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Stardust by Kerani
- posted by Steve Sheppard on 6/2/2017
Empowering, thought provoking music
I have long yearned for a new Kerani album and when I heard whispers that a new release was on its way that thrilled me. Kerani has that energy built into her work that some of us could call the wow factor. She had that with ease on Arctic Sunrise, but it’s even more pronounced on this amazing new album, called Stardust.
An album about space is usually going to be a winner, but when you included over 60 musicians in on the project with a symphonic orchestra into the mix too, that wow factor is going to be off the scale, for example let’s leave the space dock with the opener Stardust. If you ever want to start an album with something spectacular, this is how to do it. In Vangelis style Kerani manifests a piece that has a perfect build, progression and sense of awe and grandeur all in the weave, we can feel a part of it all through this totally stunning opening, we are each note played, we are the melody and the rhythm, we are all Stardust.
A glorious ambient and spacious beginning greets our ever eager ears with the next piece called Cosmic Sunrise. By some chance I was up very early today and wanted to walk the dog along the beach at sunrise, this piece of music would have been perfect for that pleasurable perambulation. This is such a beautiful composition, with many little intricacies, the deft string section, the purposeful percussion and the narration from Kerani’s keyboard that moves us forward and onward. This is a wonderful depiction of something utterly spectacular and Kerani’s arrangement is the perfect musical soundtrack for that event.
I did read the notes for this next piece and found that the composition is based on the Rosetta project of the European Space Agency. In our search for life we must travel long and deep. Kerani has created something very clever here; one can literally feel through the music, that a journey of that magnitude is going to be taken. There is a defined sense of movement within the arrangement that is so evident; there is also a remarkable likeness on this piece to the UK’s Medwyn Goodall, perhaps from his days on the album Comet. Rosetta is a track that demands to be listened to multiple times, as there are so many nuances contained within; you might just miss something first time around.
The next offering Perpetuum Mobile is very interesting in many ways, you will find a repeating pattern here, this motif continues onwards like a machine, almost like the tick and tock of a relentless galactic clock, but its symphonic backdrop adds a whole layer of musical magnificence into the composition, could this be an anthem for the space time continuum itself?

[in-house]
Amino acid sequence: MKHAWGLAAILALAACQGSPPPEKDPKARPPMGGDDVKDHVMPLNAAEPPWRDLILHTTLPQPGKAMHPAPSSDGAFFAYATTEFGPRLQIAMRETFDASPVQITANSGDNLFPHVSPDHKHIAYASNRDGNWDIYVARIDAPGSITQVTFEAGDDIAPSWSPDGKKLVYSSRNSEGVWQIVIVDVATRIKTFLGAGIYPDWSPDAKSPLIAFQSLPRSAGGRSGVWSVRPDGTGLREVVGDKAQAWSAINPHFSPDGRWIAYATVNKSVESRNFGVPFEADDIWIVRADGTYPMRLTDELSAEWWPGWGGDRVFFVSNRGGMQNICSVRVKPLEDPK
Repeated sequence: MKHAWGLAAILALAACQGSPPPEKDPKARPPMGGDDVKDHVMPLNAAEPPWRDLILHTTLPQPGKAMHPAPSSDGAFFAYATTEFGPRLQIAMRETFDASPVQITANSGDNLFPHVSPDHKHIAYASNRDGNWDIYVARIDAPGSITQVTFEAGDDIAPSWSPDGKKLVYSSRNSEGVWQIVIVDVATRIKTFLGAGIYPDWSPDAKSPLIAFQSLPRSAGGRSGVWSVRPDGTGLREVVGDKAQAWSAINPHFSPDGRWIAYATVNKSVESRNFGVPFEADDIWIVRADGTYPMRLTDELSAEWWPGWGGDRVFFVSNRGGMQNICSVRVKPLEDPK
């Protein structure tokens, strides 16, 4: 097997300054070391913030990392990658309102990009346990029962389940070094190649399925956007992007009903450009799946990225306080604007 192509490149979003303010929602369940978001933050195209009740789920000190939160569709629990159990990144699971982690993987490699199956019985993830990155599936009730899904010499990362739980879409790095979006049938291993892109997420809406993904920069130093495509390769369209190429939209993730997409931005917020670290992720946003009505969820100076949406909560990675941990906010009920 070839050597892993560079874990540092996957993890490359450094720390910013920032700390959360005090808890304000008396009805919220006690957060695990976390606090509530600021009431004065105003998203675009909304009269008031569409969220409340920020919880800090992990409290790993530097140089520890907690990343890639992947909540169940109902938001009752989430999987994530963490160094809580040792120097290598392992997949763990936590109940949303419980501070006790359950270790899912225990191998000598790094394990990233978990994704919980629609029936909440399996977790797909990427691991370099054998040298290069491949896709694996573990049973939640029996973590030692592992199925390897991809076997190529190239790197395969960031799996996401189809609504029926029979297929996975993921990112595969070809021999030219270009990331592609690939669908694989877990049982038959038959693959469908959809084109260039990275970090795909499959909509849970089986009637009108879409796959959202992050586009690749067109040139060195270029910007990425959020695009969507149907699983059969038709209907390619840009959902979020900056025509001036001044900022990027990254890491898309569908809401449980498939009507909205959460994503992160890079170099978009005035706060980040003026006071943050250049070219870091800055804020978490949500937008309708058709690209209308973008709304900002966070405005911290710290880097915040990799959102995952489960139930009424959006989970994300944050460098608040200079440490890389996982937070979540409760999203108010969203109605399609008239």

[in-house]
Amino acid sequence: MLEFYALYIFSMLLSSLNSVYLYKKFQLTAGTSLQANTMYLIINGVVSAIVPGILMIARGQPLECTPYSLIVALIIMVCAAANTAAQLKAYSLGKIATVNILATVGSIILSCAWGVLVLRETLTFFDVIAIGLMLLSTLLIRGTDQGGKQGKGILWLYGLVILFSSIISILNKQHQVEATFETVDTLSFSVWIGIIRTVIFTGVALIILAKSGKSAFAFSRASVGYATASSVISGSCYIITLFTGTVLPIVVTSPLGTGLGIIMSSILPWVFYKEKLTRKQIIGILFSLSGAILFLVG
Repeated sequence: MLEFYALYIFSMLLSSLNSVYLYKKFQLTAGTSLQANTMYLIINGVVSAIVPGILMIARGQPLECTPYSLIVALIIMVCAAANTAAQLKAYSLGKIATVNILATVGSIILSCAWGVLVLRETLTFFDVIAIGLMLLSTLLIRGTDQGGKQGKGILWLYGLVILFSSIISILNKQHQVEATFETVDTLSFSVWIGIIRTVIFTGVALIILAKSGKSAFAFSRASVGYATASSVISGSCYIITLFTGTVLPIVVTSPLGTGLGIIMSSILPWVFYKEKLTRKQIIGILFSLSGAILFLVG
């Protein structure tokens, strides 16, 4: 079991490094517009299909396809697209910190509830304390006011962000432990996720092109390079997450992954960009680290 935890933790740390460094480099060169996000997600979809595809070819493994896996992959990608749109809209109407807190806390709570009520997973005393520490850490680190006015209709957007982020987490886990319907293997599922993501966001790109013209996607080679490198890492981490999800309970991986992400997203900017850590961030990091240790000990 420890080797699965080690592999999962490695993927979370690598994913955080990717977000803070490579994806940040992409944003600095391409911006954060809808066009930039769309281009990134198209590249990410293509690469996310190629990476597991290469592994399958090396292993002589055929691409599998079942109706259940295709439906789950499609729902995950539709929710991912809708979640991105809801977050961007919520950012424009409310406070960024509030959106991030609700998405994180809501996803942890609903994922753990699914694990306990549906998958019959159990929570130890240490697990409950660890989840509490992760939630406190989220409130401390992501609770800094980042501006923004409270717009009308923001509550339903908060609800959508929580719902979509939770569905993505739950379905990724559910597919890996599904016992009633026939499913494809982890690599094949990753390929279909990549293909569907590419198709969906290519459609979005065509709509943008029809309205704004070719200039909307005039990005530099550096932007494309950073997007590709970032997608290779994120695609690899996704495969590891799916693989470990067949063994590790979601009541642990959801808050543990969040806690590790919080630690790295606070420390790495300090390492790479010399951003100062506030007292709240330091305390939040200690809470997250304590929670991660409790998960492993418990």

On Beyond we have a track that whilst it fits perfectly into the space genre and style of Vangelis, it’s also incredibly ambient, the artist has created a dimension of a vast wonderment here, imagine reaching a point in deep space and seeing the vastness of it all spread before you into infinity. The inclusion of flute on this piece took me back many years to an old Terry Oldfield album called Across the Universe. Here Kerani has allowed her skills to create something that is musically outstanding and through the tones of this track, perhaps we can even explore the myriad dimensions of inner space as well as outer?
We have now traversed over the half way marker in the album, and come across a wormhole that seems to transport us to a whole new realm called, The Next Step. You will find a much more up-tempo arrangement here, a lively percussive beat with synths and piano give this composition a real EM feel. This one has that special stardust feel, plenty of energy, the wide eyes of excitement and a luscious melody, with a driving electric guitar, all of that and much more can be found on this headline composition.
As we now drop out of warp and use manoeuvring thrusters to bring us into a more stable position. We can bathe in a track that is simply too huge to comprehend called Infinity. One can only imagine the feelings and emotions when one gazes through the window of you own little world to sample a view of Infinity, how does the mind deal with that? It’s emotive, overpowering and inspirational and all of those words and the aforementioned description explain entirely the arrangement, and feel of this most incredible opus of brilliance created by Kerani.
Our journey through the various quadrants of space has been sensational, but it’s not over yet, although we now find that our musical star ship is being pulled away from its current location and towards a vast celestial body, this new planet has a Gravity field that is compelling and extremely powerful. Kerani’s skill and compositional genius now illustrates that pull perfectly with a repeating pulse in the music. The percussion and symphonic build here is slow and so deeply powerful, while the added ethereal vocals from Davinia Van der Zee are simply divine.